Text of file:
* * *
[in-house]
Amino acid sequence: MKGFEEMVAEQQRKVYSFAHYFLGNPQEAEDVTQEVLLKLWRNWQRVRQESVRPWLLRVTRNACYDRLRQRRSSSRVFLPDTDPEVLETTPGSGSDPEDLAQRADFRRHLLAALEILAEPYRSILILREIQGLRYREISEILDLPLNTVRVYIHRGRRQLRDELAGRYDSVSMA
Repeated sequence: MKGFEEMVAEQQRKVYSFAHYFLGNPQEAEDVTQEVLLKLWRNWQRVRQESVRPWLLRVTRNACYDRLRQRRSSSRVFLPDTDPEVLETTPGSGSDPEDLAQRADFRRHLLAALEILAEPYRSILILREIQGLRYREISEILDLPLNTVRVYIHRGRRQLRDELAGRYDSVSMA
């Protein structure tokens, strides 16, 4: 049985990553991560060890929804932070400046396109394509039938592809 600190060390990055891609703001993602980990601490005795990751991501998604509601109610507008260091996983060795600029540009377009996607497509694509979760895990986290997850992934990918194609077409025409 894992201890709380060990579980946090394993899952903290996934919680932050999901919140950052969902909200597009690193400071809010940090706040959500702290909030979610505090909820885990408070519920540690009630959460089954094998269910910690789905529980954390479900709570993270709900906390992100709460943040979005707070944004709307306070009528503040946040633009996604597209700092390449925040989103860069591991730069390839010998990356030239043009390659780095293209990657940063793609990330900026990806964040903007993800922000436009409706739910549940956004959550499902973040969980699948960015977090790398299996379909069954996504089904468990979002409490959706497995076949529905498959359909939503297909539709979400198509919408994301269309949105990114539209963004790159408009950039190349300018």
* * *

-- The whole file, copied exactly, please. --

[in-house]
Amino acid sequence: MKGFEEMVAEQQRKVYSFAHYFLGNPQEAEDVTQEVLLKLWRNWQRVRQESVRPWLLRVTRNACYDRLRQRRSSSRVFLPDTDPEVLETTPGSGSDPEDLAQRADFRRHLLAALEILAEPYRSILILREIQGLRYREISEILDLPLNTVRVYIHRGRRQLRDELAGRYDSVSMA
Repeated sequence: MKGFEEMVAEQQRKVYSFAHYFLGNPQEAEDVTQEVLLKLWRNWQRVRQESVRPWLLRVTRNACYDRLRQRRSSSRVFLPDTDPEVLETTPGSGSDPEDLAQRADFRRHLLAALEILAEPYRSILILREIQGLRYREISEILDLPLNTVRVYIHRGRRQLRDELAGRYDSVSMA
């Protein structure tokens, strides 16, 4: 049985990553991560060890929804932070400046396109394509039938592809 600190060390990055891609703001993602980990601490005795990751991501998604509601109610507008260091996983060795600029540009377009996607497509694509979760895990986290997850992934990918194609077409025409 894992201890709380060990579980946090394993899952903290996934919680932050999901919140950052969902909200597009690193400071809010940090706040959500702290909030979610505090909820885990408070519920540690009630959460089954094998269910910690789905529980954390479900709570993270709900906390992100709460943040979005707070944004709307306070009528503040946040633009996604597209700092390449925040989103860069591991730069390839010998990356030239043009390659780095293209990657940063793609990330900026990806964040903007993800922000436009409706739910549940956004959550499902973040969980699948960015977090790398299996379909069954996504089904468990979002409490959706497995076949529905498959359909939503297909539709979400198509919408994301269309949105990114539209963004790159408009950039190349300018």